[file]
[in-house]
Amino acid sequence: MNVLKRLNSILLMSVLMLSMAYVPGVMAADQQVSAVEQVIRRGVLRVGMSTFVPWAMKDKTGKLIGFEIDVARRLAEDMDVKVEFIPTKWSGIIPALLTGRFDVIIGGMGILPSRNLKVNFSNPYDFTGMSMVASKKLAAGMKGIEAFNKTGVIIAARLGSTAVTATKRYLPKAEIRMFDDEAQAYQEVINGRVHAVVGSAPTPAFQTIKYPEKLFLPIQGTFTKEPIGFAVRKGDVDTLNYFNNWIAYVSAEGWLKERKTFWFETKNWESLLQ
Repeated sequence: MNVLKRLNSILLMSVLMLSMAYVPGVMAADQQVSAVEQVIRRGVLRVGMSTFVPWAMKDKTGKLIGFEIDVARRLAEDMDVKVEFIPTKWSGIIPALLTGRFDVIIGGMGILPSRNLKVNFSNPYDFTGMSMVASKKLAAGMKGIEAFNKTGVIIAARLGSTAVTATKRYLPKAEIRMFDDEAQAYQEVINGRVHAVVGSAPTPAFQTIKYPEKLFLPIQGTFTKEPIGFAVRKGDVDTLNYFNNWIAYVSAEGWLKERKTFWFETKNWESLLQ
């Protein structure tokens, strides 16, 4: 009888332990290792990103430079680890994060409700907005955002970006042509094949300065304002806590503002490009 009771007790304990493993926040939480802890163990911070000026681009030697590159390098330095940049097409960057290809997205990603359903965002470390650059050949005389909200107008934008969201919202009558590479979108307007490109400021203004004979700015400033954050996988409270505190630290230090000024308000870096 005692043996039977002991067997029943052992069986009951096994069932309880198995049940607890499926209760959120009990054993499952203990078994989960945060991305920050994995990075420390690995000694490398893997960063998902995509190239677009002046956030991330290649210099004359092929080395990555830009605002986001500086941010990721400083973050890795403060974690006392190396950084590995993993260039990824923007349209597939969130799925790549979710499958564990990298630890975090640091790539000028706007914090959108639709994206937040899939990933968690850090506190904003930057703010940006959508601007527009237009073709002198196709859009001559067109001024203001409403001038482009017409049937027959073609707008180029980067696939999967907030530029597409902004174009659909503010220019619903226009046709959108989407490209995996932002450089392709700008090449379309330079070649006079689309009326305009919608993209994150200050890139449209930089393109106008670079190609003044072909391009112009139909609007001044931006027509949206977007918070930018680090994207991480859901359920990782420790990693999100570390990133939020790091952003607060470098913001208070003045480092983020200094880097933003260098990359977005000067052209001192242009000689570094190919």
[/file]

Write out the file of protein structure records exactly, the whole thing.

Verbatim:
[in-house]
Amino acid sequence: MNVLKRLNSILLMSVLMLSMAYVPGVMAADQQVSAVEQVIRRGVLRVGMSTFVPWAMKDKTGKLIGFEIDVARRLAEDMDVKVEFIPTKWSGIIPALLTGRFDVIIGGMGILPSRNLKVNFSNPYDFTGMSMVASKKLAAGMKGIEAFNKTGVIIAARLGSTAVTATKRYLPKAEIRMFDDEAQAYQEVINGRVHAVVGSAPTPAFQTIKYPEKLFLPIQGTFTKEPIGFAVRKGDVDTLNYFNNWIAYVSAEGWLKERKTFWFETKNWESLLQ
Repeated sequence: MNVLKRLNSILLMSVLMLSMAYVPGVMAADQQVSAVEQVIRRGVLRVGMSTFVPWAMKDKTGKLIGFEIDVARRLAEDMDVKVEFIPTKWSGIIPALLTGRFDVIIGGMGILPSRNLKVNFSNPYDFTGMSMVASKKLAAGMKGIEAFNKTGVIIAARLGSTAVTATKRYLPKAEIRMFDDEAQAYQEVINGRVHAVVGSAPTPAFQTIKYPEKLFLPIQGTFTKEPIGFAVRKGDVDTLNYFNNWIAYVSAEGWLKERKTFWFETKNWESLLQ
């Protein structure tokens, strides 16, 4: 009888332990290792990103430079680890994060409700907005955002970006042509094949300065304002806590503002490009 009771007790304990493993926040939480802890163990911070000026681009030697590159390098330095940049097409960057290809997205990603359903965002470390650059050949005389909200107008934008969201919202009558590479979108307007490109400021203004004979700015400033954050996988409270505190630290230090000024308000870096 005692043996039977002991067997029943052992069986009951096994069932309880198995049940607890499926209760959120009990054993499952203990078994989960945060991305920050994995990075420390690995000694490398893997960063998902995509190239677009002046956030991330290649210099004359092929080395990555830009605002986001500086941010990721400083973050890795403060974690006392190396950084590995993993260039990824923007349209597939969130799925790549979710499958564990990298630890975090640091790539000028706007914090959108639709994206937040899939990933968690850090506190904003930057703010940006959508601007527009237009073709002198196709859009001559067109001024203001409403001038482009017409049937027959073609707008180029980067696939999967907030530029597409902004174009659909503010220019619903226009046709959108989407490209995996932002450089392709700008090449379309330079070649006079689309009326305009919608993209994150200050890139449209930089393109106008670079190609003044072909391009112009139909609007001044931006027509949206977007918070930018680090994207991480859901359920990782420790990693999100570390990133939020790091952003607060470098913001208070003045480092983020200094880097933003260098990359977005000067052209001192242009000689570094190919």